While no investment is guaranteed to be 100 percent safe (even FDIC insured assets may be fallible in an economic collapse), sometimes there are steps to take to better protect your investible assets.
Investing in physical metals often gets overshadowed by the paper markets. Mining stocks, futures markets, and ETFs make for quick and easy gold and silver buying options; however, this doesn’t get the hard shiny stuff into your actual possession. By buying US silver coins – whether American Eagles or pre-65 dimes, quarters, Ben Franklin half dollars, etc. – there are several layers of protection built into such an investment.
The price of silver
The spot price of silver is the level that’s often look at as the standard pricing level upon which sales and purchases of the physical metal are based. Of course a commission is typically factored into this pricing level, which can change significantly throughout the course of a day.
The problem with this form of protection is that it can fluctuate continuously and is open to volatility based upon inflation, monetary indices (the dollar, yen, euro, pound, etc.), monetary and economic policy, as well as global factors, mining production levels, and even market manipulation.
The next level of protection that works in favor of buying US silver coins is their potential for numismatic (collector’s) value over and above the value of their metal content.
Simply put, a coin’s rarity or uniqueness could inflate its worth far beyond the actual price of its silver content. Just go on eBay or to your local coin or pawn shop if you don’t believe me. You’re bound to find US silver coins that are priced substantially higher than their melt value (what the metals would be worth if you melted the coin down for its metal content). Age, rarity, how many coins of a certain year or from a particular mint were produced, flaws, and other characteristics of the coin can play a part in determining what its numismatic value is.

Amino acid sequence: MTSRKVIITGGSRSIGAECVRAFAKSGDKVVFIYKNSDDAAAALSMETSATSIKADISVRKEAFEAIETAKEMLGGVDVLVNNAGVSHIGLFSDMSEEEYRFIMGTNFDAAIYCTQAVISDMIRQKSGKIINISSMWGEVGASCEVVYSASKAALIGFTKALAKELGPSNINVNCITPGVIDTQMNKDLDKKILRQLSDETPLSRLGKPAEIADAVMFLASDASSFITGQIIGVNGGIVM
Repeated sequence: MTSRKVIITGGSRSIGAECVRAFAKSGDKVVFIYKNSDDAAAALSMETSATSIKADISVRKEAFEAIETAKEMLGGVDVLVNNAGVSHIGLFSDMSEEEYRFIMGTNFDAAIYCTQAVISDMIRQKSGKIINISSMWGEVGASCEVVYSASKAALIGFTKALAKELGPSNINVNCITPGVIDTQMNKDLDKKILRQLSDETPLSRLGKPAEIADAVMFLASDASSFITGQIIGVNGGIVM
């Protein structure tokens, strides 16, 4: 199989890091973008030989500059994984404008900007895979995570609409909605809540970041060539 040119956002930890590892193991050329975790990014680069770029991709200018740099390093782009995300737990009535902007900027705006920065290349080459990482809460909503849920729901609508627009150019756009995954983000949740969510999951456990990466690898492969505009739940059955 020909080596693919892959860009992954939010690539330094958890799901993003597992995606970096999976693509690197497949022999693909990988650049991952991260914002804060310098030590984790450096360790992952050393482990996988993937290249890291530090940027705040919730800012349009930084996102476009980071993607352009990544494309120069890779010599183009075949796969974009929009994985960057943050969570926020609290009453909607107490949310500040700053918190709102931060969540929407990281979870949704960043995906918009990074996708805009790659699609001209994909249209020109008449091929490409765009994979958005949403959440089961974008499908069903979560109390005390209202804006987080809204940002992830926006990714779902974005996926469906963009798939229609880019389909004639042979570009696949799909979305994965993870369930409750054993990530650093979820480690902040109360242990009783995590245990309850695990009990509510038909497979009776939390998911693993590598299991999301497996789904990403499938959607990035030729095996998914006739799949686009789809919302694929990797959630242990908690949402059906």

While I doubt that many – if any – people would purchase silver coins at 10 or 15 times or more their face value in hopes that they would one day be worth just their face value. A 90 percent silver dime worth $1.50 in silver would likely be far less appealing to an investor if it were only worth its face value – 10 cents. However, it’s the last layer of protection built into the investment, since in normal circumstances the value of the coin would never drop below its actual face value. While it might be a poor level of protection, it’s there nonetheless.
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The author is not a licensed financial or numismatic professional. This article is for informational purposes only and does not constitute advice of any kind. Calculations have not been verified by a professional. Any action taken by the reader due to the information provided in this article is solely at the reader’s discretion.